The public is commenting on proposed federal rules in record numbers, according to a story entitled "Federal Agencies Are Flooded by Comments on New Rules," published in the Wall Street Journal, September 3, 2014. For instance, the State Department has received over 2.5 million comments on the controversial Keystone XL oil pipeline. The Federal Communications Commission has received over 1.26 million comments on net neutrality. And the Environmental Protection Agency is processing "hundreds of thousands of comments on new emissions rules for power plants." The comments come from several sources, including "groups with a stake in the outcome, organizations that rally similar-minded people to their cause and individuals who simply want to weigh in." And the comments take different forms, including "legal-brief type treatises from affected businesses and interested groups, form-submitted comments written and sometimes bundled by interest groups, and letters from interested Americans, ranging from thoughtful to flippant."
What accounts for the surge in comments? With Congress unwilling or unable to act, the Obama Administration has used "executive actions to achieve its policy objectives," and the public has responded by waking "up to the potential of agency rule-making." This is the opinion of Nuala O'Connor, president of the Center for Democracy and Technology. An additional factor is undoubtedly the federal websites, such as regulations.gov, that encourage public involvement in rulemaking by facilitating the submission of comments. The volume of public comments over the last twelve months has "in some cases ... given [agencies] pause as they write final rules."
The article explores how advocacy groups spur action by using social media and email to get the word out about proposed regulations. The groups also generate form letters that individuals can send to the agency responsible for the regulation. How do the agencies manage the high volume of comments they are receiving? Agencies must respond for the official record. One coping strategy is to group similar comments together and generate a common response. However, a more thoughtful comment will usually receive an individualized response. The agencies are currently managing the workload, but "experts question their ability to effectively handle that much public input."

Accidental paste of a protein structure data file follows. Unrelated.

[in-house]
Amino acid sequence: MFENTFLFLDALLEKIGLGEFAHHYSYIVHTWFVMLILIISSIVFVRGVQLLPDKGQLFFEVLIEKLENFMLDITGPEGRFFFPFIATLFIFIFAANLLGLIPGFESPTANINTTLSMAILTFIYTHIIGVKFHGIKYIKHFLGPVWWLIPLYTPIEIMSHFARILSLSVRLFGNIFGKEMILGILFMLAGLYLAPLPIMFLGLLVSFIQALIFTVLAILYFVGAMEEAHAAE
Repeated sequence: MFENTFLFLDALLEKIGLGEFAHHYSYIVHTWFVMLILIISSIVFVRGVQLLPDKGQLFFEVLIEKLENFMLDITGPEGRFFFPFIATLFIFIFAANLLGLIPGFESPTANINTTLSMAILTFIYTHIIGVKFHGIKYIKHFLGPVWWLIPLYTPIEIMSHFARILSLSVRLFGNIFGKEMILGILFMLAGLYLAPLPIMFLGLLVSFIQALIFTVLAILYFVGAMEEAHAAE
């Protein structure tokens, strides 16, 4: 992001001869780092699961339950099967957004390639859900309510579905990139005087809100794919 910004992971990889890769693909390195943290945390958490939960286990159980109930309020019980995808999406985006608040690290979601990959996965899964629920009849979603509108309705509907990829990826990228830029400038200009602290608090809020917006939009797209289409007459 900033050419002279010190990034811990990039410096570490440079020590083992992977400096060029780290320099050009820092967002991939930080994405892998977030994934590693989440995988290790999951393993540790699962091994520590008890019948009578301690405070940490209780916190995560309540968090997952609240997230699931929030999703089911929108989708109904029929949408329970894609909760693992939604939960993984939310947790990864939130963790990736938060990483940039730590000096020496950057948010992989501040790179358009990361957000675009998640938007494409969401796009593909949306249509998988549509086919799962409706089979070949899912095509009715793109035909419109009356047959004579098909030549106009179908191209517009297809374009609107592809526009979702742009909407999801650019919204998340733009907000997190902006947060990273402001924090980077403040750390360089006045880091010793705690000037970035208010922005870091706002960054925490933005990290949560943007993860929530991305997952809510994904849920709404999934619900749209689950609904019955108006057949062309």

Wednesday, August 27, 2014
I've got a Kindle, but use it mostly when I'm travelling so that I can have access to reading material without having to haul around lots of books in my suitcase. I hate running out of books. During more than one foreign vacation, I have been forced to track down bookstores that stock English-language titles and then pay exorbitant prices for them. With the Kindle, this problem goes away. Most of what I read on my Kindle is fiction, which is why I was interested to learn that researchers have found that readers using the Kindle were "'significantly' worse than paperback readers at recalling when events occurred in a mystery story." This conclusion comes from a recent study of fifty readers who read the same short story (half on a Kindle and half on print) that was reported in The Guardian. The readers were tested on "aspects of the story including objects, characters and setting," and the "'Kindle readers performed significantly worse on the plot reconstruction measure.'" The researchers can't explain their findings, but speculate that it has something to do with the tactile quality of paper and the physical unfolding of the book as the reader progresses through the story. "Perhaps this somehow aids the reader, providing more fixity and solidity to the reader's sense of unfolding and progress of the text, and hence the story." The study doesn't address the issue of reading nonfiction works on a Kindle, but the results might carry over--the same researcher has found that "'students who read texts in print scored significantly better on the reading comprehension test than students who read the text digitally.'" More research is being conducted to determine which devices (print, iPad, Kindle) are suitable for which types of content, and this research should help educators deal with the impact of digitization on learning.
Monday, August 11, 2014
“In a sense, Michael Pietsch is like ‘Horatius at the Bridge,’ ” says the literary agent and former Amazon executive Laurence J. Kirshbaum, referring to the soldier of legend who single-handedly saved ancient Rome by fighting off an invading army. “He is carrying the rest of the industry on his back.”(from NY Times article June 2, 2014, linked above)